Superheroes and the Immigrant Experience (Panel)


Cultural Studies and Media Studies / Interdisciplinary Humanities

Rafael Ponce-Cordero (Keene State College)

The superhero-as-outsider has been a narrative told for decades since Superman’s parents sent him on a rocket from Krypton to Earth. The immigration narrative is closely aligned with extraterrestrial heroes, including refugees such as the Martian Manhunter and Icon. Yet a superhero does not have to be from another planet to experience the process of immigration: in just X-Men, Charles Xavier, Deadpool, Nightcrawler, Colossus, and Storm all work outside their nations of birth, and Magneto forms Genosha as an international sanctuary for mutants. Recent films such as Thor: Ragnarok and Black Panther examine the challenges of being forced out of one’s home and taking on the role of an exile. How has the superhero served as a metaphor for immigration? How have the experiences of immigrant writers, illustrators, and audiences influenced our interpretations of these texts? How have recent works such as Marvel’s Runaways and DC’s Super-Sons depicted experiences of second-generation citizens of extraterrestrial descent such as Karolina Dean and Superman’s son Jon Kent? This session will examine immigration in multiple contexts, including US superheroes migrating to other countries, metaphorical representations of immigrants’ experiences, and how real-life policies and prejudices are addressed in the more fantastical worlds of superheroes.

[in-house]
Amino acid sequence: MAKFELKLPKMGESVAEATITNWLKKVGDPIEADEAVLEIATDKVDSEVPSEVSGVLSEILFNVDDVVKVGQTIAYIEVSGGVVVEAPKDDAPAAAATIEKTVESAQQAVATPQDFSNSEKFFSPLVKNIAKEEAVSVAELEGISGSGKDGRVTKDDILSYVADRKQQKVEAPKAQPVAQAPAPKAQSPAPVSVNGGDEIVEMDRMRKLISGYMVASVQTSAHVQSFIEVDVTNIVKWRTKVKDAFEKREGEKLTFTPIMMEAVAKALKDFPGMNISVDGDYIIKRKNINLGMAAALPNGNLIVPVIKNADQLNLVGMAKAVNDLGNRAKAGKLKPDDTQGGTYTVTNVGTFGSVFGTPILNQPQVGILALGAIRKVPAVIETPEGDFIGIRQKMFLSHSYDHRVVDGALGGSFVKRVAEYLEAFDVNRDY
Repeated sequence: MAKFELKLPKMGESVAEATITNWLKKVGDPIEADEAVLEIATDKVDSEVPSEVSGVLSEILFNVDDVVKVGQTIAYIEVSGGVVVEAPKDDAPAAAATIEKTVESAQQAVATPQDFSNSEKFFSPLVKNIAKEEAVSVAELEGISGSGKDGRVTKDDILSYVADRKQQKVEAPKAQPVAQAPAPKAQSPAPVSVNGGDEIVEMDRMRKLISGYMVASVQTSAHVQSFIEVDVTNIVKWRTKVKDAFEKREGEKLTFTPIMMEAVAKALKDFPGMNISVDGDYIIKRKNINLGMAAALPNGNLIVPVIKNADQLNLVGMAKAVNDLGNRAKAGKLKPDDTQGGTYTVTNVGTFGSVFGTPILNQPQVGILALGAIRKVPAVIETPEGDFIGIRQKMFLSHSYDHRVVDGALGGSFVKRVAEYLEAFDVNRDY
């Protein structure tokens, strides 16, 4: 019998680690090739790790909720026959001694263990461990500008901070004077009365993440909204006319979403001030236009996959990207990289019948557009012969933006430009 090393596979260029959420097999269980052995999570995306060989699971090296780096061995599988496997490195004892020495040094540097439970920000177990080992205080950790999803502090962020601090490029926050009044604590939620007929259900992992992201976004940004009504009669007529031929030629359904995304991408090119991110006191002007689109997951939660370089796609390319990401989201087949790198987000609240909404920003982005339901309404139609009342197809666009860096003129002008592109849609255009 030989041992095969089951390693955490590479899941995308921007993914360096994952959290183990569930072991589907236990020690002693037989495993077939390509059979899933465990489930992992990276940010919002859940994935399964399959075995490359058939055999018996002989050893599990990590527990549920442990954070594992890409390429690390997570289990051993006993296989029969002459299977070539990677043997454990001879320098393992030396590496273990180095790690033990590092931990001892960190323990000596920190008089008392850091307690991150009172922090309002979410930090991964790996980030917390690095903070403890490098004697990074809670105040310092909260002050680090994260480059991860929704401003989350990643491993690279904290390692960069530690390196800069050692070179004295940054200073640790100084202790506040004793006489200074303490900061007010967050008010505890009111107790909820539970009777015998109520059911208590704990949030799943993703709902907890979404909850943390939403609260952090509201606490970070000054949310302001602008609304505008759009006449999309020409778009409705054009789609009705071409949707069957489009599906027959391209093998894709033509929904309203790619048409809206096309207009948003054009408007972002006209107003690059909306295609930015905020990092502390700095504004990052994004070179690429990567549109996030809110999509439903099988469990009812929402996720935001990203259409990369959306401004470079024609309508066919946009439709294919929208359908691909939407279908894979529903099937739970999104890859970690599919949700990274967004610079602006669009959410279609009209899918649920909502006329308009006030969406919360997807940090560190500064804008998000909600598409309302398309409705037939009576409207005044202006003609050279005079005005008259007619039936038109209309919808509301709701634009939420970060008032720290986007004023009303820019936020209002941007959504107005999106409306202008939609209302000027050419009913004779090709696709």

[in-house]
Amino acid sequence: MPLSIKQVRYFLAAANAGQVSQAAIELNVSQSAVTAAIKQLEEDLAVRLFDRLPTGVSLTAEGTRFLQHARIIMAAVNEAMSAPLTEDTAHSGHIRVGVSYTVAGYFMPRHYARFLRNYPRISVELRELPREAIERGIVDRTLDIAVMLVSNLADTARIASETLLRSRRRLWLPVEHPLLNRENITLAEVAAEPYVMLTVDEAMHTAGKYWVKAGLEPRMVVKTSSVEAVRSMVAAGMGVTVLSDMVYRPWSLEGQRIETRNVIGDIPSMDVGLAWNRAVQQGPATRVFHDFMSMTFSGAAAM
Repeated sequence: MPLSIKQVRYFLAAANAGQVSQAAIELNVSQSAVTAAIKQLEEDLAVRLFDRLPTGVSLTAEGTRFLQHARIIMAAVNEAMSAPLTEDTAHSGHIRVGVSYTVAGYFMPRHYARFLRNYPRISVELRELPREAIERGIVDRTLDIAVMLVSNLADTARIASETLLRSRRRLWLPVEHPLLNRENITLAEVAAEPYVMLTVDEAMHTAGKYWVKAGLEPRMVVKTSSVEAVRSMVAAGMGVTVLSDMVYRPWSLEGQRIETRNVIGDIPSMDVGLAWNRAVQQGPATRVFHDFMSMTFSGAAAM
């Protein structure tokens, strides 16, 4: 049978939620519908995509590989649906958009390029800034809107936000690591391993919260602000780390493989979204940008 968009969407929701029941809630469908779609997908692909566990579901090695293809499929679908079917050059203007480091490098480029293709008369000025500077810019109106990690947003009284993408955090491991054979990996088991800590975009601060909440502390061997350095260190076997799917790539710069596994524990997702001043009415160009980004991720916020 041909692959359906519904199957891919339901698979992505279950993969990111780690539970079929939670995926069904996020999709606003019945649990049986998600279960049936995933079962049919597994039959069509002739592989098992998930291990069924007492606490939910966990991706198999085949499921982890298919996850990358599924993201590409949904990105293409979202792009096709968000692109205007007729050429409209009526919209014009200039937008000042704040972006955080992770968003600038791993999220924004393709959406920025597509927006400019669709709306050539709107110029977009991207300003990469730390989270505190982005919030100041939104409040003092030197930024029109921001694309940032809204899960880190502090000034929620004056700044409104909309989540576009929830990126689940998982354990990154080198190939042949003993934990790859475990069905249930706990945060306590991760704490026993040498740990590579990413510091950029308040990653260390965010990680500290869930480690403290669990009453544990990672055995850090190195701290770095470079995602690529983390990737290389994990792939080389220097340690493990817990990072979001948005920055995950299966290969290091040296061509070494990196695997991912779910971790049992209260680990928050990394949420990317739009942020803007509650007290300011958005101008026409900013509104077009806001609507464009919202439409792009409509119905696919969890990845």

The superhero-as-outsider has been a narrative told for decades since Superman’s parents sent him on a rocket from Krypton to Earth. Often, with new powers and new identities comes the challenge of adapting to new locations, whether inter- or intra-planetary. How has the superhero served as a metaphor for the experiences of characters, creators, and audiences who are immigrants (or of immigrant descent)? This session will examine immigration in multiple contexts, including US superheroes migrating to other countries, metaphorical representations of immigrants’ experiences, and how real-life policies and prejudices are addressed in the more fantastical worlds of superheroes.